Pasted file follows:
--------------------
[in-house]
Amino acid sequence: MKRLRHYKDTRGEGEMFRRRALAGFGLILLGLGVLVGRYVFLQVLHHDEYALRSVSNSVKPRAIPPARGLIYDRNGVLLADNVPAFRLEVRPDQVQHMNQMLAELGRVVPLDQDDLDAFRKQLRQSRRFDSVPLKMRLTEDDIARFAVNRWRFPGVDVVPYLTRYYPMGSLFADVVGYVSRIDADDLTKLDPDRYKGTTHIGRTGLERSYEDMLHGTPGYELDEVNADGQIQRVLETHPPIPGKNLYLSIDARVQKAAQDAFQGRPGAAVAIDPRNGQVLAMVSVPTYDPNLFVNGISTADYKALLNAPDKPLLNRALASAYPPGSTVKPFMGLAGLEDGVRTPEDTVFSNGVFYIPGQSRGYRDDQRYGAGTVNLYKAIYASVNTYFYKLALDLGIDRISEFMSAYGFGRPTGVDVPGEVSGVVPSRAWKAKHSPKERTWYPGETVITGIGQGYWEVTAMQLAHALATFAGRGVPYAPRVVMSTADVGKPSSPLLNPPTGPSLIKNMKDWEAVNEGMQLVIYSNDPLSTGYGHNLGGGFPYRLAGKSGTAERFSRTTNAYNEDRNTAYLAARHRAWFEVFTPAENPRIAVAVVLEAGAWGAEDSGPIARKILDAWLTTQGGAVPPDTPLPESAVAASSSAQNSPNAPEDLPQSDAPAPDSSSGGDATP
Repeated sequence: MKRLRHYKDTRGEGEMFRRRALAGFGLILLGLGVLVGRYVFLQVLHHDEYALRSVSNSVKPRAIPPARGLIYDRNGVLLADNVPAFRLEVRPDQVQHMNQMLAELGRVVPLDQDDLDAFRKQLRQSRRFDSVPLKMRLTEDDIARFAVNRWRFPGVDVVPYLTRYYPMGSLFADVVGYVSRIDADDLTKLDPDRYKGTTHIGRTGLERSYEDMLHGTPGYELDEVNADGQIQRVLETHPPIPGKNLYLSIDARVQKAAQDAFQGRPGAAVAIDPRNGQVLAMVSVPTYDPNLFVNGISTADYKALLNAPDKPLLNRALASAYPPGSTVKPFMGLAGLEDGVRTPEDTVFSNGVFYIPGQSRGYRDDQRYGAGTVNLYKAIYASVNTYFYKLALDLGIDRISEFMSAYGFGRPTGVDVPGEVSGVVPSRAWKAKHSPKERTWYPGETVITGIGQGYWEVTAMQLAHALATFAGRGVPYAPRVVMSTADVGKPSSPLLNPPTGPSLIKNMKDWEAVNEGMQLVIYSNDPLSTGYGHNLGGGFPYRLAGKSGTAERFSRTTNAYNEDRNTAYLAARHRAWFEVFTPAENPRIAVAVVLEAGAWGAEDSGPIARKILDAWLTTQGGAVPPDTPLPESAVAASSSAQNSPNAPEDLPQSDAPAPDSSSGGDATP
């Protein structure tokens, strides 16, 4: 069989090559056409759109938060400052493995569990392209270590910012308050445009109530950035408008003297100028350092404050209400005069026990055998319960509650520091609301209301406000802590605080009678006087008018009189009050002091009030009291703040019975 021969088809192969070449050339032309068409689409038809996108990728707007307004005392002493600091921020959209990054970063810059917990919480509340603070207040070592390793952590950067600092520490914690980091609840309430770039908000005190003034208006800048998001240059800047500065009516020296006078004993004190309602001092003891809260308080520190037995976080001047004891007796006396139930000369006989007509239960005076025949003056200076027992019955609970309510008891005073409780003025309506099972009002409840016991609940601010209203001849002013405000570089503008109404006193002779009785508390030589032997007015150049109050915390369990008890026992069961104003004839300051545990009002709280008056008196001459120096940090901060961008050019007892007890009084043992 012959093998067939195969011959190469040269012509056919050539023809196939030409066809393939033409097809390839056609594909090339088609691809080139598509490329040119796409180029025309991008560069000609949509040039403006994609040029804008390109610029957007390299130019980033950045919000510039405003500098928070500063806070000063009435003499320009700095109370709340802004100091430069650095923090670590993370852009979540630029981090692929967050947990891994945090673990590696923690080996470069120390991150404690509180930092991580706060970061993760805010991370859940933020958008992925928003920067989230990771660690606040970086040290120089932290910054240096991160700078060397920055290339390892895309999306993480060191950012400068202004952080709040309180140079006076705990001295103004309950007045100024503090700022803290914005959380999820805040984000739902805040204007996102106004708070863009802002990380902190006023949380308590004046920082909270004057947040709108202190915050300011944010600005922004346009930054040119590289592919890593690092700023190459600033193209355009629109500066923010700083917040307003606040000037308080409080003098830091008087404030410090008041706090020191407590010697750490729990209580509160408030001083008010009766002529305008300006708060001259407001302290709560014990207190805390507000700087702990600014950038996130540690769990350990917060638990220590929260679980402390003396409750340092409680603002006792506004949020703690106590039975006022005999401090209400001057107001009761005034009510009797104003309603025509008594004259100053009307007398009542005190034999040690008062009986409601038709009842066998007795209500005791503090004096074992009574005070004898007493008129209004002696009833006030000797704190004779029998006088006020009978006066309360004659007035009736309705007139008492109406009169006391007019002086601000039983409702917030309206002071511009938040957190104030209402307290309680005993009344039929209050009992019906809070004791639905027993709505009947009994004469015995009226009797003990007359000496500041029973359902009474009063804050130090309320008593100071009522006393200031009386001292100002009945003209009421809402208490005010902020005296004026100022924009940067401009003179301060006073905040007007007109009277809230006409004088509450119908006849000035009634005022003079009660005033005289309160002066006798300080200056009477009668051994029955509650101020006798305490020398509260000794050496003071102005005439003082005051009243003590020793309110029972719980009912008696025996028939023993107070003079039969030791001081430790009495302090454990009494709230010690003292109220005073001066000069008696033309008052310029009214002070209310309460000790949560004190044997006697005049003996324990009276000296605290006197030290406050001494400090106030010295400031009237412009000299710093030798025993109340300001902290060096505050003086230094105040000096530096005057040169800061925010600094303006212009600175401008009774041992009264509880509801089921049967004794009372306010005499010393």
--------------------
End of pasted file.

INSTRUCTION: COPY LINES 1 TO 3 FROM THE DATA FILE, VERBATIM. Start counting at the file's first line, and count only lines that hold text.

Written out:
[in-house]
Amino acid sequence: MKRLRHYKDTRGEGEMFRRRALAGFGLILLGLGVLVGRYVFLQVLHHDEYALRSVSNSVKPRAIPPARGLIYDRNGVLLADNVPAFRLEVRPDQVQHMNQMLAELGRVVPLDQDDLDAFRKQLRQSRRFDSVPLKMRLTEDDIARFAVNRWRFPGVDVVPYLTRYYPMGSLFADVVGYVSRIDADDLTKLDPDRYKGTTHIGRTGLERSYEDMLHGTPGYELDEVNADGQIQRVLETHPPIPGKNLYLSIDARVQKAAQDAFQGRPGAAVAIDPRNGQVLAMVSVPTYDPNLFVNGISTADYKALLNAPDKPLLNRALASAYPPGSTVKPFMGLAGLEDGVRTPEDTVFSNGVFYIPGQSRGYRDDQRYGAGTVNLYKAIYASVNTYFYKLALDLGIDRISEFMSAYGFGRPTGVDVPGEVSGVVPSRAWKAKHSPKERTWYPGETVITGIGQGYWEVTAMQLAHALATFAGRGVPYAPRVVMSTADVGKPSSPLLNPPTGPSLIKNMKDWEAVNEGMQLVIYSNDPLSTGYGHNLGGGFPYRLAGKSGTAERFSRTTNAYNEDRNTAYLAARHRAWFEVFTPAENPRIAVAVVLEAGAWGAEDSGPIARKILDAWLTTQGGAVPPDTPLPESAVAASSSAQNSPNAPEDLPQSDAPAPDSSSGGDATP
Repeated sequence: MKRLRHYKDTRGEGEMFRRRALAGFGLILLGLGVLVGRYVFLQVLHHDEYALRSVSNSVKPRAIPPARGLIYDRNGVLLADNVPAFRLEVRPDQVQHMNQMLAELGRVVPLDQDDLDAFRKQLRQSRRFDSVPLKMRLTEDDIARFAVNRWRFPGVDVVPYLTRYYPMGSLFADVVGYVSRIDADDLTKLDPDRYKGTTHIGRTGLERSYEDMLHGTPGYELDEVNADGQIQRVLETHPPIPGKNLYLSIDARVQKAAQDAFQGRPGAAVAIDPRNGQVLAMVSVPTYDPNLFVNGISTADYKALLNAPDKPLLNRALASAYPPGSTVKPFMGLAGLEDGVRTPEDTVFSNGVFYIPGQSRGYRDDQRYGAGTVNLYKAIYASVNTYFYKLALDLGIDRISEFMSAYGFGRPTGVDVPGEVSGVVPSRAWKAKHSPKERTWYPGETVITGIGQGYWEVTAMQLAHALATFAGRGVPYAPRVVMSTADVGKPSSPLLNPPTGPSLIKNMKDWEAVNEGMQLVIYSNDPLSTGYGHNLGGGFPYRLAGKSGTAERFSRTTNAYNEDRNTAYLAARHRAWFEVFTPAENPRIAVAVVLEAGAWGAEDSGPIARKILDAWLTTQGGAVPPDTPLPESAVAASSSAQNSPNAPEDLPQSDAPAPDSSSGGDATP